We hit the "breakfast" a little late, it was still open but well picked over. We scarfed down mini muffins and coffee and juice for the kids, then threw our walmart bags into the van and went in search of fun. The museum at Fuller wasn't opening until noon, so we decided that we would just go hit Bandelier.

Bandelier is a National Monument and home of ancient Native American cliff dwellings. You can walk the trails in the valley and see the old kiva ruins and what remains of some homes, but you can also climb the upper trails into the cave dwellings that riddle the side of the bluff. As I said before I dislike heights immensely, and I had the baby in a stroller, and my four year old didn't want to take the high road either, so Charles took Amanda and Sarah up into the caves, and Maddie and Will and I found a path that lead to shady benches and we parked and watched. Sarah was clearly thrilled with the whole hike, she ran up ahead of Charles and Amanda and I was getting a little worried about her safety because she was so far ahead of her dad, but she climbed with skill. Charles was behind because Amanda discovered well into the adventure that she was terrified, but she still wanted to do it.

Meanwhile Maddie and Will and I found a nice shady log bench to sit on and await the return of our family, and Maddie announced she had to go potty. "I gotta peeeeeeee Mommy, really BAD!" Well there was no one around and the shade tree offered nice cover, so I picked her up and moved her behind the bench and she dropped trou and let it go. Little kids are hilarious when they really have to go. She managed to not pee all over her shoes and shorts either, I was impressed. After about 20 minutes I could see Charles and the girls working their way back down, and I was relieved to have my babies back on the ground.

We found another gift shop at the bottom, of course, and bought Willie some socks because his sandals had rubbed a blister on his foot, and Sarah finally found something she liked. It was lunch time, the kids were starved, and so were Charles and I . I suggested we head down to Jemez Springs for lunch.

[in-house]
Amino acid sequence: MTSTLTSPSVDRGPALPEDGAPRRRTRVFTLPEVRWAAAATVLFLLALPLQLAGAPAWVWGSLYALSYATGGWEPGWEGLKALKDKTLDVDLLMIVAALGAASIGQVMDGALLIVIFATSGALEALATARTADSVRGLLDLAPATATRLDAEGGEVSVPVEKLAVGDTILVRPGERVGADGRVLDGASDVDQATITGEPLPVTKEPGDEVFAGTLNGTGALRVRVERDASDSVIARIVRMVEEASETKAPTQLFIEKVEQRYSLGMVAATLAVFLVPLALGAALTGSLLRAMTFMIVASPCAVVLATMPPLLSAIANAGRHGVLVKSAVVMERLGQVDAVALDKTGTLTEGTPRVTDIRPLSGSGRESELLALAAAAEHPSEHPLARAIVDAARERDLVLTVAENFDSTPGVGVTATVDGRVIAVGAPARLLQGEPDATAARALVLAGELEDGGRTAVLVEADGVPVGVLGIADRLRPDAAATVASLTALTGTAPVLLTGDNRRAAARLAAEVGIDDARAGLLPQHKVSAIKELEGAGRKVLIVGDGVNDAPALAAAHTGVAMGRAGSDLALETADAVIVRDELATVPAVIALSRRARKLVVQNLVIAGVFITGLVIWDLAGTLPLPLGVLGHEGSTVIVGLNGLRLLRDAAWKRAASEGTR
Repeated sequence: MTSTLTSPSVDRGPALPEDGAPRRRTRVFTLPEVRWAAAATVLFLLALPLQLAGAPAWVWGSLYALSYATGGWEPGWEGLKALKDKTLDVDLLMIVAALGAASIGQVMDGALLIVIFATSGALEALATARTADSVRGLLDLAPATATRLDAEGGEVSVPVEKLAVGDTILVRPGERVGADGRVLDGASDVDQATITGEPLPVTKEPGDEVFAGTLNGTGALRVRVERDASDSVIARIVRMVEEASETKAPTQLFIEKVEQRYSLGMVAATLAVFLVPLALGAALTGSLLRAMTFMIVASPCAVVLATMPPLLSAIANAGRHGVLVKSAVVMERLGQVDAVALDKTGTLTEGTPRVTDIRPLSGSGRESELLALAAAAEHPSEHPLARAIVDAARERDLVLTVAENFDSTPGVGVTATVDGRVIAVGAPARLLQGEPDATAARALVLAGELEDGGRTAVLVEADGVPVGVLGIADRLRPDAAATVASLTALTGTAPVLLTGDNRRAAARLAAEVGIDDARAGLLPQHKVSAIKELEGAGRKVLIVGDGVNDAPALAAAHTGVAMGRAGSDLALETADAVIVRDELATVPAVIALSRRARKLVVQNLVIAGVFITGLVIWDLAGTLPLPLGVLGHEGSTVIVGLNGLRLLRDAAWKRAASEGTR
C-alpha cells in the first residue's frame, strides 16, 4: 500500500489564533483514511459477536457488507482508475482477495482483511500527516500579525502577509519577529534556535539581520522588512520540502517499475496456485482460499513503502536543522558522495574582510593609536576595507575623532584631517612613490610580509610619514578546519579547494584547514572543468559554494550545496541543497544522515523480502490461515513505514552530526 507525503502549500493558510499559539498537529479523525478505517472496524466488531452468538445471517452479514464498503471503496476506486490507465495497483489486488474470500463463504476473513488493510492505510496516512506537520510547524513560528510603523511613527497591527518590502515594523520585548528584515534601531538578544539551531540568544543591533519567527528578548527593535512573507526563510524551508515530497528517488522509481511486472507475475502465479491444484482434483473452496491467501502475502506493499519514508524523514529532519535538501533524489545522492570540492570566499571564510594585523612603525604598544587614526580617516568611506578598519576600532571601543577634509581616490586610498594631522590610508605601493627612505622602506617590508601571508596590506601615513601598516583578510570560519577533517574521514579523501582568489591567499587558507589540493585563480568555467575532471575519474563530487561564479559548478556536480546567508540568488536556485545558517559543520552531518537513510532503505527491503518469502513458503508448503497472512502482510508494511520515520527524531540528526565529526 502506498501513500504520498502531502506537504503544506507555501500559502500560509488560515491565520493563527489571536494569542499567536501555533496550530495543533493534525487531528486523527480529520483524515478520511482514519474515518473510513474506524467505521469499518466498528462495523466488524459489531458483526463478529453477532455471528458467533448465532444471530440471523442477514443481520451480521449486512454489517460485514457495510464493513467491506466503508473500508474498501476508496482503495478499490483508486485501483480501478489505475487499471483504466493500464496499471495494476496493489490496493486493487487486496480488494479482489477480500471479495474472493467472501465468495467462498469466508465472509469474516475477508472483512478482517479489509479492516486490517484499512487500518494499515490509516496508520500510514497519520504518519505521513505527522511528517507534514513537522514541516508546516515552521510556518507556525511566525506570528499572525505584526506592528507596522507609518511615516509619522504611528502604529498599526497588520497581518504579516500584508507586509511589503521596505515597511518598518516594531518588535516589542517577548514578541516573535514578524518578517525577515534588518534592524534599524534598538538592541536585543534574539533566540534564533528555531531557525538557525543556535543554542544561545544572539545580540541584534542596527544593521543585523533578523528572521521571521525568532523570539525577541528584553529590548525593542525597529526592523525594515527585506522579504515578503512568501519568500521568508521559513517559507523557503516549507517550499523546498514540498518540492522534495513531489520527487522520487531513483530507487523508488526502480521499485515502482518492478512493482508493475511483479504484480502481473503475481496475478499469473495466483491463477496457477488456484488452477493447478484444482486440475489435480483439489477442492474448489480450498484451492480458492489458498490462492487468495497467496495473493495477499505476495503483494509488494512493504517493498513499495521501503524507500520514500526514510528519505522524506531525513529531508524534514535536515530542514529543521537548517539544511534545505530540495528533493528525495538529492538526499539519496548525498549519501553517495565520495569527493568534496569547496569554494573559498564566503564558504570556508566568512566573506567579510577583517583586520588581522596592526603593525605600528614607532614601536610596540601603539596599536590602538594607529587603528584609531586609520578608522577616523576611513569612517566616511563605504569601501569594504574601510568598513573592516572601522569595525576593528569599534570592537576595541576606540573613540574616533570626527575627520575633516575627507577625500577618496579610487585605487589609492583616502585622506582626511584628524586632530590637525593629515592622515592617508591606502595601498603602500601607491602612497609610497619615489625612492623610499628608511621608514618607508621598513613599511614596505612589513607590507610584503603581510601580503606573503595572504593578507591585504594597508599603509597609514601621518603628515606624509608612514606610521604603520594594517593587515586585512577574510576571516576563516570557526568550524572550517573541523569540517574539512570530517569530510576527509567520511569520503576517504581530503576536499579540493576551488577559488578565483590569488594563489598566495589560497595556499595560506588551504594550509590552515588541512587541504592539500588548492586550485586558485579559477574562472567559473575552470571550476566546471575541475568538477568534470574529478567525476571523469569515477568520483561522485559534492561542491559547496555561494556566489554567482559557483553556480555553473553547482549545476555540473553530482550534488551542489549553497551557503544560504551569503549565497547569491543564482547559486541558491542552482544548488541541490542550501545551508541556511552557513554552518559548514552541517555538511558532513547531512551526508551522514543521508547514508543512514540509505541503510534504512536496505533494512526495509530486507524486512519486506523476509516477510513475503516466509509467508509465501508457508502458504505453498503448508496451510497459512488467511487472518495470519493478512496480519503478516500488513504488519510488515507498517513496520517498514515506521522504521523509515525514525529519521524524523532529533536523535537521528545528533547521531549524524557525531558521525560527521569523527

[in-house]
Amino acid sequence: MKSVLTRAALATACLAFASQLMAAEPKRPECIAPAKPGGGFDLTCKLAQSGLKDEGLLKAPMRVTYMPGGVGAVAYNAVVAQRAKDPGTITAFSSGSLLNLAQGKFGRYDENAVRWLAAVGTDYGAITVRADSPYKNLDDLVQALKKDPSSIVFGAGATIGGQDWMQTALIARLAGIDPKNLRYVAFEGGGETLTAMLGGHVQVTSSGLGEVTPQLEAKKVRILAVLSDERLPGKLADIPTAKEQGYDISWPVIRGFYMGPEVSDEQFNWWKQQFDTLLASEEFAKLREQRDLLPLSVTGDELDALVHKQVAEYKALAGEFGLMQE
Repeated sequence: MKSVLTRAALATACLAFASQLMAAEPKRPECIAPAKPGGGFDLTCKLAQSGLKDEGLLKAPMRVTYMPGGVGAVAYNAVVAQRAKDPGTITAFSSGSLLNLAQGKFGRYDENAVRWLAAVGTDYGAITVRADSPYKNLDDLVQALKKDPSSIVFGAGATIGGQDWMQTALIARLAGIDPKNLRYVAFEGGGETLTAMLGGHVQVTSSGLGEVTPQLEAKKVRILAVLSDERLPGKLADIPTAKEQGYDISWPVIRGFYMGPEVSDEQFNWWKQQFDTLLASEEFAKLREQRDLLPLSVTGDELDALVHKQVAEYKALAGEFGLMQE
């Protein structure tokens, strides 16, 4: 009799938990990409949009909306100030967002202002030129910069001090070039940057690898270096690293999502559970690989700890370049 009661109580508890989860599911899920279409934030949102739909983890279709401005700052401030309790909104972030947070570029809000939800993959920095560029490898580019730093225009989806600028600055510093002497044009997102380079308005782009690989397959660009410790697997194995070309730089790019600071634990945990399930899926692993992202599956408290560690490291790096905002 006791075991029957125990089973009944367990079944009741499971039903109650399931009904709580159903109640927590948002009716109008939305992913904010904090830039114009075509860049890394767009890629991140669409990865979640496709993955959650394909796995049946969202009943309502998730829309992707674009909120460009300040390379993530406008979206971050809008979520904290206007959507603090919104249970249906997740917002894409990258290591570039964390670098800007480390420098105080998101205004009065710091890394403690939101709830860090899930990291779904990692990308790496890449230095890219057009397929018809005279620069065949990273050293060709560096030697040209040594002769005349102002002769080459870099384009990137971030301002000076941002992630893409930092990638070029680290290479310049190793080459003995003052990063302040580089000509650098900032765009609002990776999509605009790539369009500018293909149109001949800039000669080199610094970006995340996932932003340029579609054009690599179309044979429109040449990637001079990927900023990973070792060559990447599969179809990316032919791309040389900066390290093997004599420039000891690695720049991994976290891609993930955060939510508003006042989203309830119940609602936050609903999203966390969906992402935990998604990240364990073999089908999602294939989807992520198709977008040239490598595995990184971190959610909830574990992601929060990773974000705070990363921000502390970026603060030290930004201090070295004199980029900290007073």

As you enter the Jemez National Forest you note that the mountains are just staggeringly beautiful, covered in ponderosa pines, sadly much of it is burned from the 2000 fire that threatened Los Alamos. It is still stunning and you can see the underbrush has recovered, so the forest is coming back in a big way. You wind around the mountain roads, which can be pretty scary at points. We were headed up a hill, and at the top was a hair pin turn that was blind in both directions and as we neared the top a group of bikers came tearing around the bend and one lost control and swerved right in front of us, and nearly spilled. I was amazed we didn't hit him. But the most breathtaking part hits you on the right side of the vehicle as you wind south through the mountains, you come across Valle Grande or Valles Calderas

It was so insanely beautiful, Amanda kept asking me, "Mommy, is it real? Is that really really there? Is it really real?" I have to admit the valley is so strikingly pretty I wasn't sure I was seeing what I thought I was either.

We found Jemez Falls, where Charles and I were married almost 10 years ago. That area burned pretty badly but the picnic shelter was still there or had been rebuilt. Then we headed down to Jemez Springs, and it was pretty late for lunch by then but we were starved, so we found a cool place, The Laughing Lizard. We all loved our lunch in this cute little bistro, and admired the art, then jumped back in the van and kept on truckin'. We drove past Battleship Rock, like Camel Rock it is pretty aptly named.

We arrived in the Jemez Pueblo, and admired the stunning red rock mesas.

When in the Jemez Pueblo you have to stop at one of the little road side stands that sell Indian Fry Bread. We bought two fry breads, one for the girls to share, and one that Charles and I shared with William. The kids enjoyed watching the little old native lady make the bread, and we devoured it in the van. It was time to make our way back home, sadly, but our spontaneous vacation, which could have been a lot less costly had we actually planned it, was worth every penny. I came home recharged, and completely sans funk.